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Glass Beads of 7th to 17th-Century CE Sub-Saharan Africa  

Marilee Wood

The value of glass beads to archaeologists has increased dramatically in the 21st century thanks to the development and improvements of methods to analyze the chemical composition of the glass used to make them. In addition, the amount of data accumulated from glass analysis has grown to the point that it is often possible to trace the probable origins of various glasses based on elements and trace elements present in the sands or quartz pebbles and sometimes the fluxes used to make the glass. But glassmaking and beadmaking are usually two separate professions, and raw and recycled glass were frequently traded even continents away. Thus, knowledge of bead manufacturing techniques and where they were practiced is needed to help determine where the beads might have been made and how they were traded. Beads found in archaeological assemblages in sub-Saharan Africa between the 7th and 17th centuries ce were made of several glasses from different regions, including the Near East, the eastern Mediterranean, North Africa, South Asia, Central Asia, and China. Sometimes, beads of the same glass type are found right across the continent (particularly in the early period, 7th–10th centuries); but usually, bead assemblages in West Africa are different from those on the eastern side of the continent, and the East Coast and southern Africa are seldom in sync. Southern Africa usually received beads from only one source in any given period, beginning in the 7th century with glass beads from Mesopotamia, then India, followed by beads made from Central Asian glass but an unknown region of production, and finally a return to India. Beads found on the eastern seaboard, from Kenya to Madagascar, came from diverse sources: beginning in the 7th century with beads from South Asia (probably Sri Lanka) and others from Mesopotamia (like those in the south). These were followed by beads from India along with a few from Egypt or the eastern Mediterranean. In the early 15th century, a scattering of beads from China appeared, possibly brought as gifts by the fleet of the Chinese admiral Zheng He. Then a century later, more Chinese beads are found, but they were probably brought by early European traders. West Africa began, like the other regions, with beads of glass from Mesopotamia, which were followed by similar beads, but they were made of glass produced in the Levant or Egypt. After the 11th century, the region received very small numbers of beads from India and ones made of glass from Central Asia, but the most interesting were beads made of glass that was produced in Ile Ife, Nigeria—the only known primary glass production center in sub-Saharan Africa.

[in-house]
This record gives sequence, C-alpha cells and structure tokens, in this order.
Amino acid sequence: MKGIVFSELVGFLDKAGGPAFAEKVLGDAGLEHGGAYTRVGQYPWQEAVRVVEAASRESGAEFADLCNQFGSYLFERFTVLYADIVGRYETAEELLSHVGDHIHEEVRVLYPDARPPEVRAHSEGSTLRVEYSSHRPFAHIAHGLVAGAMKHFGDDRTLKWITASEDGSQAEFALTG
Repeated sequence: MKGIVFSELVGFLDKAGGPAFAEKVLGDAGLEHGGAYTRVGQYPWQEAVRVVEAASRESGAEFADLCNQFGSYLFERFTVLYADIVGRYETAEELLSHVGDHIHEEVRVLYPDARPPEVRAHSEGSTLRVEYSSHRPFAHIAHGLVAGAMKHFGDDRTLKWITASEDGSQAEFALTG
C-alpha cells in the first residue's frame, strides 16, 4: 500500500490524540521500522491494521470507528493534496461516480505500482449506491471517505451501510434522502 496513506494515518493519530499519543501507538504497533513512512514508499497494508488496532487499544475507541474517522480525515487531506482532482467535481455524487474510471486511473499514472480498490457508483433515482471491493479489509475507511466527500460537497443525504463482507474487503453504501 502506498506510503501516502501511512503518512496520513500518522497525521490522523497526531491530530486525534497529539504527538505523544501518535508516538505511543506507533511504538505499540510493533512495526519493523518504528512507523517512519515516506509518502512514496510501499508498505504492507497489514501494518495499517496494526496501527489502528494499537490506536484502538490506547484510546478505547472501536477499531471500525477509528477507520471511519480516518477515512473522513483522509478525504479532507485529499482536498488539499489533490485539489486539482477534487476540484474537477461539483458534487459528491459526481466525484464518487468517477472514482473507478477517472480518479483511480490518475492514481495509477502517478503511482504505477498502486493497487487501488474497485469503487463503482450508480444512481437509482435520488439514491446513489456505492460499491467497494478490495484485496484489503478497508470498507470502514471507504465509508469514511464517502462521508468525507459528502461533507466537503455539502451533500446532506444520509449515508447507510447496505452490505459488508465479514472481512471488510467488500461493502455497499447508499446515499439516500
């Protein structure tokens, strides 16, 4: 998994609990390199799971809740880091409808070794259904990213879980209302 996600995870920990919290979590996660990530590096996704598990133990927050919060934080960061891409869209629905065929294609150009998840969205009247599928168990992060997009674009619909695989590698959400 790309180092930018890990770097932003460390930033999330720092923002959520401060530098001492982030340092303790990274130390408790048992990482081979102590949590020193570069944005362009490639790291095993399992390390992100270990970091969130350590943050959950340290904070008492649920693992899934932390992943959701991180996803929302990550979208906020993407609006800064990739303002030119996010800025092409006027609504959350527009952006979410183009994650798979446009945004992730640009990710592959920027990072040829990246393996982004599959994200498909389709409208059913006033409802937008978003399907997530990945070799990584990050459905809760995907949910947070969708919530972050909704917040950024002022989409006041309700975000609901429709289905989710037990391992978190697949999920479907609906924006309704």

Article

Early States and Complex Societies in Eastern and Southern Africa  

Chapurukha M. Kusimba

How and in what ways did socially complex societies emerge on the East African coast and southern Africa? Scholarship has shown that elite investment in interregional trade and in extractive technologies, monopolization of wealth-creating resources, and warfare may have played a key role in the emergence of early states. To what extent was elite and non-elite engagement in local, regional, and transcontinental economic networks crucial to development of social complexity in eastern and southern Africa? Extensive research on the eastern coast of Africa (Kenya and Tanzania) and southern Africa (Zimbabwe, Botswana, and South Africa) has yielded adequate data to enable a discussion on the trajectories of the evolution of social complexity and the state. So far, three crucial factors: (a) trade, (b) investment in extractive technologies, and (c) elite monopolization of wealth-creating resources coalesced to propel the region toward greater interaction and complexity. Major transformations in the form and increase of household size, clear differences in wealth and status, and settlement hierarchies occurred toward the end of the first millennium ad. Regional scholarship posits that elite control of internal and external trade infrastructure, restricted access to arable land and accumulation of surplus, manipulation of religious ideology, and exploitation of ecological crises were among the major factors that contributed to the rise of the state. Could these factors have also favored investment and use of organized violence as a means to gain access to and monopolize access to information and wealth-creating resources? Scholarship in the 21st century favors the notion that opportunistic use of ideological and ritual power enabled a small elite initially composed of elders, ritual specialists, and technical specialists to control the regional political economy and information flows. The timing of these transformations was continent-wide and date to the last three centuries of the first millennium ad. By all measures, the evidence points to wealth accumulation through trade, tribute, and investment in agrarianism, pastoralism, and mining.